In this case, no one disputes that father is unfit due to conduct and conditions not likely to change in a reasonable time. Father's conduct toward child and mother has been abusive and controlling. As child correctly points out, termination of father's rights at this time does serve a purpose in that it protects child's health and safety by eliminating father's standing to pursue any control with respect to child, such as custody, visitation, or decision making. It also removes the possibility that father could obtain custody or control over child in the event of mother's future incapacity or death.

The state asserts that father's continued parental status should not cause concern for child's health and safety, because there are legal mechanisms to protect child that fall short of complete severance of father's parental rights. Again, that may be true in some circumstances. However, we do not believe that the existence of other protective mechanisms that may be sought by mother or SOSCF, if father's continued status as a parent presents a threat to child's health or safety, is sufficient here to justify not terminating father's rights.

For all of the above reasons, we conclude that the risks to child from father's continued involvement outweigh any possible financial benefits that child might receive from father. Accordingly, we adhere to our decision to terminate father's parental rights.

Petition for reconsideration allowed; former opinion adhered to.


1. In child's response to the state's petition for reconsideration, in addition to urging the court to affirm the termination of father's parental rights, child takes the position that termination does not necessarily end father's financial obligations to child, including his support obligation. Because the issue of the scope of a parent's continuing financial responsibility for a child following termination of parental rights is not before this court as part of these termination proceedings, we express no view on that question at this time.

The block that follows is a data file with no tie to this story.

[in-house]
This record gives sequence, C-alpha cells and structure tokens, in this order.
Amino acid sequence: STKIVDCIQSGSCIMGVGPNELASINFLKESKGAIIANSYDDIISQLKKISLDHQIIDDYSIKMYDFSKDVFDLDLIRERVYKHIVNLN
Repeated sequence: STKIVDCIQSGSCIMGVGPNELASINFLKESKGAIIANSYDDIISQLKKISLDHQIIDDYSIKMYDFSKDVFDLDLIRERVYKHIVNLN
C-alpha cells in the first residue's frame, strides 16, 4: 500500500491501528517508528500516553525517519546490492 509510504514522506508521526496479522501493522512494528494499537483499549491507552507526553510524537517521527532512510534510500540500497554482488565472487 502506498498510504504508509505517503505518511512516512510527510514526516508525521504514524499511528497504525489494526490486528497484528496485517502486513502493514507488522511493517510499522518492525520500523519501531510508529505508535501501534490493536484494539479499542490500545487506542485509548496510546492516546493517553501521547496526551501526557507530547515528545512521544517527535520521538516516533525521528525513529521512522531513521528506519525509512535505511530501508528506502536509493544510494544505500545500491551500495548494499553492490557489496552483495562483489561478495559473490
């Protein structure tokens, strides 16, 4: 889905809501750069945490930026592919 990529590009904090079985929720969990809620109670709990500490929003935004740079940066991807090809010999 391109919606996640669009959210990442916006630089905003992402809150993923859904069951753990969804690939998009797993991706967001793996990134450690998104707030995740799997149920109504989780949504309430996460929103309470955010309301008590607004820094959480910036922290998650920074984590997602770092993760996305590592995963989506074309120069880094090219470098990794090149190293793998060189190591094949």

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2. In 1996, father was ordered to pay $113 per month in child support. It is difficult to understand how this amount, even if supplemented by any of the other benefits that the state speculates may come his way, could possibly outweigh child's physical well-being and safety.

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3. ORS 419B.090(4) provides, in part:

"Although there is a strong preference that children live in their own homes with their own families, the state recognizes that it is not always possible or in the best interests of the child or the public for children who have been abused or neglected to be reunited with their parents or guardians. In those cases, the State of Oregon has the obligation to create or provide an alternative, safe and permanent home for the child." (Emphasis added.)

ORS 419B.500 provides, in part:

"The parental rights of the parents of a child within the jurisdiction of the juvenile court as provided in ORS 419B.100 may be terminated * * * only upon a petition filed by the state or the child for the purpose of freeing the child for adoption if the court finds it is in the best interest of the child."

OAR 413-110-0210 provides:

"Values

"(1) Every child needs and deserves a safe, nurturing and permanent home. Termination of parental rights is one means by which SOSCF can achieve adoption of a child. Adoption is one of several possible permanent plans.

"(2) No child shall be freed for adoption without the probability of being placed in a permanent home."

OAR 413-110-0220 provides:

"Policy

"SOSCF shall only initiate a termination of parental rights action to free a child for adoption and where SOSCF has determined that adoption is in the child's best interest, and that other possible permanent plans such as guardianship would not be a more appropriate plan."